Victoria records 1,240 new COVID-19 cases and four deaths as expert urges more caution in Omicron response

Victoria has recorded 1,240 new COVID-19 cases and four deaths.

The death toll for the current outbreak is 635, and there are 13,093 active cases of coronavirus in the state.

There are 392 people in hospital with COVID-19, of whom 81 are in intensive care and 41 are on a ventilator.

A further 37 cases remain in intensive care but have been cleared of COVID.

There have been 19 cases of the Omicron variant confirmed so far in Victoria, with 13 of those infections acquired overseas and six picked up locally.

Yesterday 76,033 COVID tests were done across the state.

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Authorities are investigating a COVID-19 outbreak linked to a school camp site in South Gippsland.

The Victorian Health Department says there are now 47 COVID cases linked to Camp Rumbug at Foster North.

The ABC understands students from two schools have become infected after attending the camp.

One of those schools is Brunswick North West Primary School, which currently has 27 active cases.

In a newsletter to parents, the school said an investigation into how the exposure occurred last week was continuing.

The Victorian Health Department said no students had symptoms when they set off for the camp, and said the two schools that were at the camp did not share cabins or bathrooms, and did not take part in structured activities together.

Epidemiologist says Australia not cautious enough about Omicron

Melbourne University epidemiologist Nancy Baxter has raised concerns about the way health authorities are responding to the Omicron variant of COVID-19 in Australia.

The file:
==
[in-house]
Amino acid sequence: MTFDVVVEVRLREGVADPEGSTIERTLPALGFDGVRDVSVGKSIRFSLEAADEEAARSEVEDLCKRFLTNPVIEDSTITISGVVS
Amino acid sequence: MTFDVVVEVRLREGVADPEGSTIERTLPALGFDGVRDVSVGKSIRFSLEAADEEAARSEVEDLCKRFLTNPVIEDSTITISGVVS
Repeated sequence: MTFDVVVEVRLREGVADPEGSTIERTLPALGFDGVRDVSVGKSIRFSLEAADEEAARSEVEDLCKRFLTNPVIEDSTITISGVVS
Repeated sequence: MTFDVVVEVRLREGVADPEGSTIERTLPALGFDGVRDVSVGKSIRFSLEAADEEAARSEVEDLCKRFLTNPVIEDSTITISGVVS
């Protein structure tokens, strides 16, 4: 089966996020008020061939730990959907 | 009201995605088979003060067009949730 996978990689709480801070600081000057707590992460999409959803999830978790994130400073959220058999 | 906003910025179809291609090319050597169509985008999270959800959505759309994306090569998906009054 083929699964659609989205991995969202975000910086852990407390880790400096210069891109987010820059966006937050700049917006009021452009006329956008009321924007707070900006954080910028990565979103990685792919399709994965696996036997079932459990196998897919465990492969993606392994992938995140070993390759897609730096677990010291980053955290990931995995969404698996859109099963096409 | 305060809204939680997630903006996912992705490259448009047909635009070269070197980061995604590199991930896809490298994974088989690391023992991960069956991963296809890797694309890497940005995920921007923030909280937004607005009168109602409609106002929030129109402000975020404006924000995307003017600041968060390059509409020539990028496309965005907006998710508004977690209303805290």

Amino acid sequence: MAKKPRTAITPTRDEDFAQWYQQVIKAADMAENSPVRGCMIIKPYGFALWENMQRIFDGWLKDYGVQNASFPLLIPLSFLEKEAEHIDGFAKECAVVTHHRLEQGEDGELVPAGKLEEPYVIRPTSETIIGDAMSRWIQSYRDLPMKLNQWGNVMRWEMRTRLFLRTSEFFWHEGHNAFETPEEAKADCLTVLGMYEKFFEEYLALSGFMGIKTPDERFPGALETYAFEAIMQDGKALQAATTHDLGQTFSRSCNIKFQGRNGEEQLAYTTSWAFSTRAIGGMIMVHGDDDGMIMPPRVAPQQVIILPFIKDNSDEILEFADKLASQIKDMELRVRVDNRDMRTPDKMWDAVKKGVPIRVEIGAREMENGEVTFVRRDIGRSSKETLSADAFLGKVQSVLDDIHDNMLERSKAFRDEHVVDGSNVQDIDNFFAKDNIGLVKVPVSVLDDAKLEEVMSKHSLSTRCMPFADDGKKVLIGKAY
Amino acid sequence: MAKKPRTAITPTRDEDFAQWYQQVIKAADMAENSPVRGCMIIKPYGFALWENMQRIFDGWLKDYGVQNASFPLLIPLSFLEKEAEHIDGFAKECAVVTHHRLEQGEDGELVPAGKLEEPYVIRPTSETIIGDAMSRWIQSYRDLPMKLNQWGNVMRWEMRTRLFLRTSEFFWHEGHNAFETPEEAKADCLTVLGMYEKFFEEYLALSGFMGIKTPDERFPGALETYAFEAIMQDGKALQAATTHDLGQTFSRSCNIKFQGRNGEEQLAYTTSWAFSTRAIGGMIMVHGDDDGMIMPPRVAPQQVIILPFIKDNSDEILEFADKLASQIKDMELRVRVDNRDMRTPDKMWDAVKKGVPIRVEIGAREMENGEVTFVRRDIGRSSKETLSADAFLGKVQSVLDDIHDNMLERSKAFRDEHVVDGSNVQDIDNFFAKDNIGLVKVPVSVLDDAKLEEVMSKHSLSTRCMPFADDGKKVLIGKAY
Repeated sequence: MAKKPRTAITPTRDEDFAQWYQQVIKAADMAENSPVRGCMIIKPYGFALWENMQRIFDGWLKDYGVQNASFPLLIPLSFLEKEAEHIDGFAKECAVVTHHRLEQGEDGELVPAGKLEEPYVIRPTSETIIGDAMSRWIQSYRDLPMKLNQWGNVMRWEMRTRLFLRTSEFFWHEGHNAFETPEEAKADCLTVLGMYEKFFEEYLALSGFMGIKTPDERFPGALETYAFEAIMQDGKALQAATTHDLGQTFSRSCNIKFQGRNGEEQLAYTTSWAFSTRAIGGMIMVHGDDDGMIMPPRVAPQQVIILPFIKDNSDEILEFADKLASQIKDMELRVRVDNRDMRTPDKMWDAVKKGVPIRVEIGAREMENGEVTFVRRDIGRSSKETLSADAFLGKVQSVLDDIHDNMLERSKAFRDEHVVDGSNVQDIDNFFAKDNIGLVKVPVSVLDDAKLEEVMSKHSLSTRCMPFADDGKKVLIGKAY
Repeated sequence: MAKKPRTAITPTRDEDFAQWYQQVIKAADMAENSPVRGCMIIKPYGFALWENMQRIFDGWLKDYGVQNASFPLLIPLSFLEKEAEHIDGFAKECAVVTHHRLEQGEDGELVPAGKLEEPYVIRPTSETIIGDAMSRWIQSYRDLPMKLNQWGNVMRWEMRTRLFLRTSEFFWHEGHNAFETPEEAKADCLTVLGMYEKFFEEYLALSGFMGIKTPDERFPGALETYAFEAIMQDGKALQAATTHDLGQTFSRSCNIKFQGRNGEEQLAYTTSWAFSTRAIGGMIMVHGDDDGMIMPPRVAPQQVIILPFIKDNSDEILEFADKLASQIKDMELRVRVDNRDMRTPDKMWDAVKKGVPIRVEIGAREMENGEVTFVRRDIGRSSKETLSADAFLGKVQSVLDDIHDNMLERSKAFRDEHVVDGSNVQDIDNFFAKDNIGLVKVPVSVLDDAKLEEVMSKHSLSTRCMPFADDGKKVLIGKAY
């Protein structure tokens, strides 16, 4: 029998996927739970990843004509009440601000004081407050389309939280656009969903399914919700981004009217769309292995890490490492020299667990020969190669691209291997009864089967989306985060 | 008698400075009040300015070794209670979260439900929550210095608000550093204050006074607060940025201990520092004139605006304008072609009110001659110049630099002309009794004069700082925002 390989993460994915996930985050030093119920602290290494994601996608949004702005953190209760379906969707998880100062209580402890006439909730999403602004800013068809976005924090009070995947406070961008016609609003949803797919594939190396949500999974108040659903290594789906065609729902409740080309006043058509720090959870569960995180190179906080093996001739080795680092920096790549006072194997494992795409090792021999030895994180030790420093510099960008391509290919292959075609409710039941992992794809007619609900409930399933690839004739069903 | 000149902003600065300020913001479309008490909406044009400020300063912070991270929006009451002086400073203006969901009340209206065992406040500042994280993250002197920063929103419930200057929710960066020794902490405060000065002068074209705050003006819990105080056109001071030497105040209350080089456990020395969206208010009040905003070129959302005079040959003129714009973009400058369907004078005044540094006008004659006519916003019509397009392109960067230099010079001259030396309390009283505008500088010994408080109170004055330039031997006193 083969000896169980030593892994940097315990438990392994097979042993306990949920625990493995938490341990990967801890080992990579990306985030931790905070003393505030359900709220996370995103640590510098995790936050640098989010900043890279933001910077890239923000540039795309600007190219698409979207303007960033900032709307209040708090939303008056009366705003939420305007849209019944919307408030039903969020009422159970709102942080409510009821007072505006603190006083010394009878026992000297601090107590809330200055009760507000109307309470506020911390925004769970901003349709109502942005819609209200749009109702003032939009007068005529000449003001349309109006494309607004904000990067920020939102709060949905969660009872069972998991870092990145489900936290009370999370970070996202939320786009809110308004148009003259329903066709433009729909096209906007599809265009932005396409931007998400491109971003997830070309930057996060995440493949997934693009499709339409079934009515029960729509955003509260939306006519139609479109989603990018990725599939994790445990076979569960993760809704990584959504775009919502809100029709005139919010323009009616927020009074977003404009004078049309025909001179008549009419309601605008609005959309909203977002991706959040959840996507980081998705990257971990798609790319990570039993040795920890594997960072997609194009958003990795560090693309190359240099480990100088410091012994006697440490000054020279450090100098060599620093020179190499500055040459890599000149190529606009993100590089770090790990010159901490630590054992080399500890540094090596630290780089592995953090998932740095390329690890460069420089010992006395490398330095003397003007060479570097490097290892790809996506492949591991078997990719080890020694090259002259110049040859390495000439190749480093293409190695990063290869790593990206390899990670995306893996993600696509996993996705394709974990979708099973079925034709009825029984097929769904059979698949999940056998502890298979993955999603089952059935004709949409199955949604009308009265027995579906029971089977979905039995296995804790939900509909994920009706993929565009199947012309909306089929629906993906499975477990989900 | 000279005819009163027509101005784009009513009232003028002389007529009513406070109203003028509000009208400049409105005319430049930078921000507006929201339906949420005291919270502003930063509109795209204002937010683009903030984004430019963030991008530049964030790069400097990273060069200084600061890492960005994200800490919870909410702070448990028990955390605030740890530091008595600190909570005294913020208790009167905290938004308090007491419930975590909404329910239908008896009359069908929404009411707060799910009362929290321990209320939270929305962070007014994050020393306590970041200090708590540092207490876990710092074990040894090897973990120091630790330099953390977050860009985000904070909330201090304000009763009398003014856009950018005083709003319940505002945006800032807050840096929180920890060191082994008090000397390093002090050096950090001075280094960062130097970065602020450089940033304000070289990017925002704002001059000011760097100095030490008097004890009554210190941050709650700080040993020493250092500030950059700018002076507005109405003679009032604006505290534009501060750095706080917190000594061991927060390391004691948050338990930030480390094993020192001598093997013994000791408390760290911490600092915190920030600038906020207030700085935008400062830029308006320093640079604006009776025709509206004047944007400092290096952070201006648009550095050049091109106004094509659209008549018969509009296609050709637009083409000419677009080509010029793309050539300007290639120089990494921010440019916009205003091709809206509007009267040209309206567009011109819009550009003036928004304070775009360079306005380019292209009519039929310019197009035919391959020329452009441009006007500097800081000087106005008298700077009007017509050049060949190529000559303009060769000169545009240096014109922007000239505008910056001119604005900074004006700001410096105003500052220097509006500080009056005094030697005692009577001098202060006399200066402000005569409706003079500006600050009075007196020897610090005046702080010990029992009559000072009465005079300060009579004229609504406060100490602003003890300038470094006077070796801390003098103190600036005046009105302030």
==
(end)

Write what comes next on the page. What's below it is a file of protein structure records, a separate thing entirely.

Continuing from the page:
Professor Baxter said because the variant had only been around for a few weeks, the data was yet to confirm it was milder than previous variants, such as Delta.

Nancy Baxter is concerned there is a lack of caution in the response to the Omicron variant.(Supplied)

She said authorities were following a roadmap made months ago, even though conditions have changed dramatically.

“We’re really relying on Omicron being quite mild, because if it’s not very mild, we’re going to be in a great deal of trouble with the number of people getting sick and needing to be hospitalised overwhelming our system,” Professor Baxter said.

She said she was worried that the loosening of restrictions combined with more socialising over the Christmas period could drive up hospitalisation rates, and possibly deaths.

“The honest truth is we don’t know, and although I’m all for hoping for the best, I don’t think we should plan for the best when we’re talking about this outbreak,” she said.

“If we plan for the best and it doesn’t turn out that way, that’s a sure-fire way to end up in lockdown.”

Professor Baxter encouraged people to keep wearing masks even in situations where they are not mandated, consider limiting their social activity in the lead-up to Christmas, and to opt for outdoor social gatherings where possible.

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